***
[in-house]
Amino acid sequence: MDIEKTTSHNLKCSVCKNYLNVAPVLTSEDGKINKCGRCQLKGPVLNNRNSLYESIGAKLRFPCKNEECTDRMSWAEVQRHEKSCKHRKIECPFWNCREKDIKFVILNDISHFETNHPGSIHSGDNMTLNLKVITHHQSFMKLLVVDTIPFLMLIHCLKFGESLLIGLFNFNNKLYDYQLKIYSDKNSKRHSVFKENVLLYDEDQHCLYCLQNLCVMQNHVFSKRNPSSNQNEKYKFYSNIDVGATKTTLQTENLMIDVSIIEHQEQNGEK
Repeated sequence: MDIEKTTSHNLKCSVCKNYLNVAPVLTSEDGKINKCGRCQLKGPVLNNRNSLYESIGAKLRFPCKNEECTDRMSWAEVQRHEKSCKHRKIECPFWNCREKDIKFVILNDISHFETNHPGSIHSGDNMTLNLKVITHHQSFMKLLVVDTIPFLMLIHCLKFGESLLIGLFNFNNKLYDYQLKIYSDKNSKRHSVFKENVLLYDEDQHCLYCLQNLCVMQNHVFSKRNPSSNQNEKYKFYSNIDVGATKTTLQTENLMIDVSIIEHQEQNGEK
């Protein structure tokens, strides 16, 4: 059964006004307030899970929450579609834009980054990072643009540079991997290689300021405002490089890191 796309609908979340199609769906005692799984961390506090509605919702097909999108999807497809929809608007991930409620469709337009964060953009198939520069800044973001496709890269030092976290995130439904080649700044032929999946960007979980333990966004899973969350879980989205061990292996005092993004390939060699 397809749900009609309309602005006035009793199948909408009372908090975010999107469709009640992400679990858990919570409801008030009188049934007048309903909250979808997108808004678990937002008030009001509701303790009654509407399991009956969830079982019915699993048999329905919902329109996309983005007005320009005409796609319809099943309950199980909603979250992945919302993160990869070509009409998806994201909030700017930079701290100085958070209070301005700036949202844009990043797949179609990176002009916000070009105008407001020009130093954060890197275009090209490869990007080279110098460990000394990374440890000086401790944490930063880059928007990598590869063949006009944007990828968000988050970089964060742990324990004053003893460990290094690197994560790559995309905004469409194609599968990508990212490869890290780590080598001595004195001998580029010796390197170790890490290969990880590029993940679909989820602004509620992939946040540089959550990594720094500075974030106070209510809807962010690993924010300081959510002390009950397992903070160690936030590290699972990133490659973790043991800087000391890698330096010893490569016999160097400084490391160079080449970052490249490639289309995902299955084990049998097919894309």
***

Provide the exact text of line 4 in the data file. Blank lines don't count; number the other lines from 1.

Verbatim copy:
């Protein structure tokens, strides 16, 4: 059964006004307030899970929450579609834009980054990072643009540079991997290689300021405002490089890191 796309609908979340199609769906005692799984961390506090509605919702097909999108999807497809929809608007991930409620469709337009964060953009198939520069800044973001496709890269030092976290995130439904080649700044032929999946960007979980333990966004899973969350879980989205061990292996005092993004390939060699 397809749900009609309309602005006035009793199948909408009372908090975010999107469709009640992400679990858990919570409801008030009188049934007048309903909250979808997108808004678990937002008030009001509701303790009654509407399991009956969830079982019915699993048999329905919902329109996309983005007005320009005409796609319809099943309950199980909603979250992945919302993160990869070509009409998806994201909030700017930079701290100085958070209070301005700036949202844009990043797949179609990176002009916000070009105008407001020009130093954060890197275009090209490869990007080279110098460990000394990374440890000086401790944490930063880059928007990598590869063949006009944007990828968000988050970089964060742990324990004053003893460990290094690197994560790559995309905004469409194609599968990508990212490869890290780590080598001595004195001998580029010796390197170790890490290969990880590029993940679909989820602004509620992939946040540089959550990594720094500075974030106070209510809807962010690993924010300081959510002390009950397992903070160690936030590290699972990133490659973790043991800087000391890698330096010893490569016999160097400084490391160079080449970052490249490639289309995902299955084990049998097919894309």